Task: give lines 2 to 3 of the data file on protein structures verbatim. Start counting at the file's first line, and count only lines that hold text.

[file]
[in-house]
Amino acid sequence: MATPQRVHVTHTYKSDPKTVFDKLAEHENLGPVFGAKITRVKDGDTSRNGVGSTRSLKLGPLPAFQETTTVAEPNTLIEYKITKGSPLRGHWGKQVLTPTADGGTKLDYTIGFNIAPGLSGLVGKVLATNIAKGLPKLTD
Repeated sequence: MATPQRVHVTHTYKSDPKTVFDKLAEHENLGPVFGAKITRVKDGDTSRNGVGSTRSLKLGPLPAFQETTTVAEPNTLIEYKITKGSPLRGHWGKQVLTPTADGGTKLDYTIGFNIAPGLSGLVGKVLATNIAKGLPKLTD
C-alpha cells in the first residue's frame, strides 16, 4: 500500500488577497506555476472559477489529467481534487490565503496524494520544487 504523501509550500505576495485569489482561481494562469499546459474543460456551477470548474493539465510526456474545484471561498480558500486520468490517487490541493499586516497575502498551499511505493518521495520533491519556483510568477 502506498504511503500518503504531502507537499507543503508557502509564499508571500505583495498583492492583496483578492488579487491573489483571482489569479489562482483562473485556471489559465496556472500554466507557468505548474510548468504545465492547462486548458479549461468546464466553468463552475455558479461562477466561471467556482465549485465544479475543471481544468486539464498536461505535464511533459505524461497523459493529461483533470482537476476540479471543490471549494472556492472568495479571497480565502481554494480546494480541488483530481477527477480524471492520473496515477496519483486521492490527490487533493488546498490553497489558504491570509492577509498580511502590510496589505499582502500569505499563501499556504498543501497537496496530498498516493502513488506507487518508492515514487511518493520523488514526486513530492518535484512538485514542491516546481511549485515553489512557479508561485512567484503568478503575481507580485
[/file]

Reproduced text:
Amino acid sequence: MATPQRVHVTHTYKSDPKTVFDKLAEHENLGPVFGAKITRVKDGDTSRNGVGSTRSLKLGPLPAFQETTTVAEPNTLIEYKITKGSPLRGHWGKQVLTPTADGGTKLDYTIGFNIAPGLSGLVGKVLATNIAKGLPKLTD
Repeated sequence: MATPQRVHVTHTYKSDPKTVFDKLAEHENLGPVFGAKITRVKDGDTSRNGVGSTRSLKLGPLPAFQETTTVAEPNTLIEYKITKGSPLRGHWGKQVLTPTADGGTKLDYTIGFNIAPGLSGLVGKVLATNIAKGLPKLTD